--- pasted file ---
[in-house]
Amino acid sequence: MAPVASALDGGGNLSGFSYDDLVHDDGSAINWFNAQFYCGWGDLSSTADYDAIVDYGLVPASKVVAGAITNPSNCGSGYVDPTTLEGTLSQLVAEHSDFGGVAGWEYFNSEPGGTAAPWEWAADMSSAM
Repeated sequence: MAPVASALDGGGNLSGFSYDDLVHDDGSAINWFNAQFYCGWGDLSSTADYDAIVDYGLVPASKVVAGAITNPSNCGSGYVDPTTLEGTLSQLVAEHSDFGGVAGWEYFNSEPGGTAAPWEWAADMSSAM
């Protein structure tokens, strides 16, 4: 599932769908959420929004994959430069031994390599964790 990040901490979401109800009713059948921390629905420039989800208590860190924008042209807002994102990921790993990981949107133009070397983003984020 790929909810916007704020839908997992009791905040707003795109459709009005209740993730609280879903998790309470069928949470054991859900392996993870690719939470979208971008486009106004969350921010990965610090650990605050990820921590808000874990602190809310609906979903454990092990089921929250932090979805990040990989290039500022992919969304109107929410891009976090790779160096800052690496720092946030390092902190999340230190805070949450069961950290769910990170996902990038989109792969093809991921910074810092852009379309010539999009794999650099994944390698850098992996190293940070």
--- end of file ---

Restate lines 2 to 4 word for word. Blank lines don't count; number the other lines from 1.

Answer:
Amino acid sequence: MAPVASALDGGGNLSGFSYDDLVHDDGSAINWFNAQFYCGWGDLSSTADYDAIVDYGLVPASKVVAGAITNPSNCGSGYVDPTTLEGTLSQLVAEHSDFGGVAGWEYFNSEPGGTAAPWEWAADMSSAM
Repeated sequence: MAPVASALDGGGNLSGFSYDDLVHDDGSAINWFNAQFYCGWGDLSSTADYDAIVDYGLVPASKVVAGAITNPSNCGSGYVDPTTLEGTLSQLVAEHSDFGGVAGWEYFNSEPGGTAAPWEWAADMSSAM
């Protein structure tokens, strides 16, 4: 599932769908959420929004994959430069031994390599964790 990040901490979401109800009713059948921390629905420039989800208590860190924008042209807002994102990921790993990981949107133009070397983003984020 790929909810916007704020839908997992009791905040707003795109459709009005209740993730609280879903998790309470069928949470054991859900392996993870690719939470979208971008486009106004969350921010990965610090650990605050990820921590808000874990602190809310609906979903454990092990089921929250932090979805990040990989290039500022992919969304109107929410891009976090790779160096800052690496720092946030390092902190999340230190805070949450069961950290769910990170996902990038989109792969093809991921910074810092852009379309010539999009794999650099994944390698850098992996190293940070």